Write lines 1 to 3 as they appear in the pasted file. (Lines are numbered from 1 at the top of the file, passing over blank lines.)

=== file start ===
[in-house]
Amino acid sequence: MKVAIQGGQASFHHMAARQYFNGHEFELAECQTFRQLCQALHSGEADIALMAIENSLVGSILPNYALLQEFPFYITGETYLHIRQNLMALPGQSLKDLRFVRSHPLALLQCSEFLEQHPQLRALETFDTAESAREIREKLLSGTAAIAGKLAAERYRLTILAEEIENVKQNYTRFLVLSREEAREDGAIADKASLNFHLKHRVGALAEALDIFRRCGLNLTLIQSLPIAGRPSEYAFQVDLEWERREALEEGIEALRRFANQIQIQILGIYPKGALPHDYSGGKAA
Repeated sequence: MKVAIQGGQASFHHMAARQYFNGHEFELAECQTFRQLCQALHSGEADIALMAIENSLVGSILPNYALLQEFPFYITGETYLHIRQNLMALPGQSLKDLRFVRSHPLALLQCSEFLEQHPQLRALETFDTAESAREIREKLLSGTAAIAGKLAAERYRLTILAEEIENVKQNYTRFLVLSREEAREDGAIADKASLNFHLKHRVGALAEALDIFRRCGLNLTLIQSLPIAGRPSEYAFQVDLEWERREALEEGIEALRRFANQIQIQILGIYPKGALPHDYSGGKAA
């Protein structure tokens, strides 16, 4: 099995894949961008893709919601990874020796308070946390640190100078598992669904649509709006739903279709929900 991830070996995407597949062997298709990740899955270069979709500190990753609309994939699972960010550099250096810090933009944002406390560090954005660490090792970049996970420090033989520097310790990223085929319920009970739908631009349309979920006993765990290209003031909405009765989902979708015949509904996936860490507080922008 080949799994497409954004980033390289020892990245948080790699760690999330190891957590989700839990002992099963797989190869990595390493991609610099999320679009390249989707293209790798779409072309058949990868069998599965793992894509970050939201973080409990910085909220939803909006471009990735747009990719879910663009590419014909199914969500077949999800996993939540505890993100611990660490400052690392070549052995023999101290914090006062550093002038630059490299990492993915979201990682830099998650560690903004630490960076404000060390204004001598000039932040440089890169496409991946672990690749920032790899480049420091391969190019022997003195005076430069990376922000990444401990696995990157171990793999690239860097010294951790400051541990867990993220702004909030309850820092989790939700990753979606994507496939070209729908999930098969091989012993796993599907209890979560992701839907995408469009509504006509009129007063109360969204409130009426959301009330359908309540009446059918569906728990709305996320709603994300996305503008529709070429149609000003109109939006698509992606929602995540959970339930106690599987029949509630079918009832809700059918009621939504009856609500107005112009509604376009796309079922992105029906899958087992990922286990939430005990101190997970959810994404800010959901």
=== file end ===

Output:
[in-house]
Amino acid sequence: MKVAIQGGQASFHHMAARQYFNGHEFELAECQTFRQLCQALHSGEADIALMAIENSLVGSILPNYALLQEFPFYITGETYLHIRQNLMALPGQSLKDLRFVRSHPLALLQCSEFLEQHPQLRALETFDTAESAREIREKLLSGTAAIAGKLAAERYRLTILAEEIENVKQNYTRFLVLSREEAREDGAIADKASLNFHLKHRVGALAEALDIFRRCGLNLTLIQSLPIAGRPSEYAFQVDLEWERREALEEGIEALRRFANQIQIQILGIYPKGALPHDYSGGKAA
Repeated sequence: MKVAIQGGQASFHHMAARQYFNGHEFELAECQTFRQLCQALHSGEADIALMAIENSLVGSILPNYALLQEFPFYITGETYLHIRQNLMALPGQSLKDLRFVRSHPLALLQCSEFLEQHPQLRALETFDTAESAREIREKLLSGTAAIAGKLAAERYRLTILAEEIENVKQNYTRFLVLSREEAREDGAIADKASLNFHLKHRVGALAEALDIFRRCGLNLTLIQSLPIAGRPSEYAFQVDLEWERREALEEGIEALRRFANQIQIQILGIYPKGALPHDYSGGKAA